The young are also susceptible to becoming informants, in order to erase the drug arrest from their record.  If one agrees to help arrest 5-10 other young people, the police can make their arrest disappear.  This is a necessary tool for the police, since drug use is essentially a consensual crime…nobody calls the police when they buy, sell or use an illegal drug.   Thus, normal police methods do not function.  The police must employ trickery to arrest enough citizens to make the bosses happy.   It is all about the numbers.


Racism plays a major role in who we arrest.   A colleague of mine said it ‘best’ regarding who he stopped and searched:  “Two blacks, two browns or two yellows or I won’t stop the car.  Why bother?”  Of course my colleague used ugly words to describe African-Americans, Hispanics and Asians.   My chief knew of this attitude and did nothing about it.  Indeed,  this officer was often praised for his work.  There is much truth in the saying that for a white person to be arrested for cannabis, that person must be ‘fence post stupid.’  For a person of color to be arrested; simply step outside your door.


This behavior, these tactics are disgusting and immoral.  As a professional, it hurts me to see where my profession has gone and become.


At least in the USA university students pay much more for their education because of prohibition. How?  In order to build and maintain 2,000,000 new prison beds, the states reduced their support for colleges and universities.  Therefore, the colleges raised their tuition fees to cover the shortfall from the government.  Currently the average, American college graduate starts life $28,000 in debt for his/her education.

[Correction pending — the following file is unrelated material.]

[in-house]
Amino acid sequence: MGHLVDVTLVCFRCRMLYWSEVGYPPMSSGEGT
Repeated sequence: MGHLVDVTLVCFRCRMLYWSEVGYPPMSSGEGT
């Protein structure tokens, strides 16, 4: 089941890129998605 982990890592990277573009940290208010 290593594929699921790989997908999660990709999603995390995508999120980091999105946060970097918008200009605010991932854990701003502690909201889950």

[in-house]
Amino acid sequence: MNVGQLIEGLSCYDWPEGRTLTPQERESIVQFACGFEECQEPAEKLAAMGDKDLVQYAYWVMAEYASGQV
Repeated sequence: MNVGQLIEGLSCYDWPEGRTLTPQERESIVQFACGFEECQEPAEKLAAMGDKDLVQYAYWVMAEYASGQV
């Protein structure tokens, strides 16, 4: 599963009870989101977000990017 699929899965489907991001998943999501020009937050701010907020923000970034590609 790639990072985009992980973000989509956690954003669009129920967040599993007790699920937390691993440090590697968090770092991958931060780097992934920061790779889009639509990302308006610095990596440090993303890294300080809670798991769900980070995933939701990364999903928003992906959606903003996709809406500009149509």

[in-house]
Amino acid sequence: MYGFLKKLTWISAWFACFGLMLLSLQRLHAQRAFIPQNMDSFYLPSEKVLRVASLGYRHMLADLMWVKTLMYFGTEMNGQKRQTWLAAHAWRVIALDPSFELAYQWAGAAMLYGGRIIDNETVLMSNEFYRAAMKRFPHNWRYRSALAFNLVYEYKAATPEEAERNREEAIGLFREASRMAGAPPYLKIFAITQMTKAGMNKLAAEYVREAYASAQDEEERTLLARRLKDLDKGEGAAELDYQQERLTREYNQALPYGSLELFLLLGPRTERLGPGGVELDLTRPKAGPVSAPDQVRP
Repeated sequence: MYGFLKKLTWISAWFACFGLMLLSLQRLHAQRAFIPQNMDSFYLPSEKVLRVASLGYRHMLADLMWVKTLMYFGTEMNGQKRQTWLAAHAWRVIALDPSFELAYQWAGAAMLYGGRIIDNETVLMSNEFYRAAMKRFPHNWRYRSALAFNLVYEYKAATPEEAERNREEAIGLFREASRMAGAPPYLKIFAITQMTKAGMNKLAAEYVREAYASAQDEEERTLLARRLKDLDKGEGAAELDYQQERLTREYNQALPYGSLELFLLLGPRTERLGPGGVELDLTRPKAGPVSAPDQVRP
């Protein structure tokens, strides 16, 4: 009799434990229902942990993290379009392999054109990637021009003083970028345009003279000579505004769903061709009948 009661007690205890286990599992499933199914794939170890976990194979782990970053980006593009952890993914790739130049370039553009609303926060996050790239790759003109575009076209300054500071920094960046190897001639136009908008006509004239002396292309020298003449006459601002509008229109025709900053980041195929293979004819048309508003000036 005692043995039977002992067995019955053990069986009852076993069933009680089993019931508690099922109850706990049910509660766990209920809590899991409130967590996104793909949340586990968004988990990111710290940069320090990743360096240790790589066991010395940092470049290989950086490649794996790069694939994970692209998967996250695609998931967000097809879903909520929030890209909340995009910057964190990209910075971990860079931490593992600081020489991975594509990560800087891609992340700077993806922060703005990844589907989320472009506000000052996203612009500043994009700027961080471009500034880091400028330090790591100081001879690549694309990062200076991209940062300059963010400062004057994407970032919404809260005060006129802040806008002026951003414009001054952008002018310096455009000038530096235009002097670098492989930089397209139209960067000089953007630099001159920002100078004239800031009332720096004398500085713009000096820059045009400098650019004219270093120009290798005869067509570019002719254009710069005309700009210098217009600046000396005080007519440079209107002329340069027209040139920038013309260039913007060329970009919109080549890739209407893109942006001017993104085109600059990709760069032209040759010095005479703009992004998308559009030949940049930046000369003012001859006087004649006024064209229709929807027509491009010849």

Because of prohibition..1.5 million children are growing up missing one or both parents who are now in prison.  These young people are five times more likely to come in contact with the police.


Hypocrisy:  When young people find out that cannabis is much less dangerous than alcohol, they realize they have been lied to and the hypocrisy of drug laws.  35 years ago when I was a student at Michigan State University, I learned this.  This hypocrisy is NOT good for the nation.  The people should have confidence in the law and the system.


General Observation:


During this conference I have heard many speak of the need for the police and others to reduce the supply of drugs.   A fact;  the police have zero impact on drug availability.  We are like a mosquito on the butt of an elephant.  Do not look to us for any help on this…To illustrate:  when we confiscate maybe 20% of drugs in transit, it simply means the traffickers start the process with 120% of what the market uses.  This is business 101.


I am convinced that the only course of action to end this tragedy for young and old is to legalize, regulate and tax all drugs.  This will stop the abuse of citizens, especially our young.  Racist officers will have a much tougher task to hurt those minorities they don’t like.


There is an old Turkish proverb:  No matter how far down the wrong road you have traveled, you will never reach your destination.  Turn around!!


Hay un dicho anciano de Turqui’a.  Por tanto la distancia ha cubrido en el camino falso, no alcanzara’ tu destino,  !VUELVESE!

Il y a un proverbe vieux de Turkie:  Quelle que soit la distance tu as voyage’ dans un chemin faux, jamais tu vas arriver a ta destination…tourn toi!!


Es gibt ein altes Sprichwort aus der Turkei:  Es spielt keine Rolle wie weit Du auf den falschen Weg gefahren bist, Du wirst nie Dein Ziel erreichen.  Umdrehe!!


I want to thank the United Nations and The Students for a Sensible Drug Policy for their invitation to speak.  Questions, comments, concerns?

Howard ‘Cowboy’ Wooldridge

Drug Policy Specialist for COPs (www.CitizensOpposingProhibition.org)

Co-Founder of LEAP (www.LEAP.cc)

Law Enforcement’s voice in the nation’s Capitol since 2005


Metro DC

The War on Drugs/Drug Prohibition has been the most destructive, dysfunctional and IMMORAL policy since slavery and Jim Crow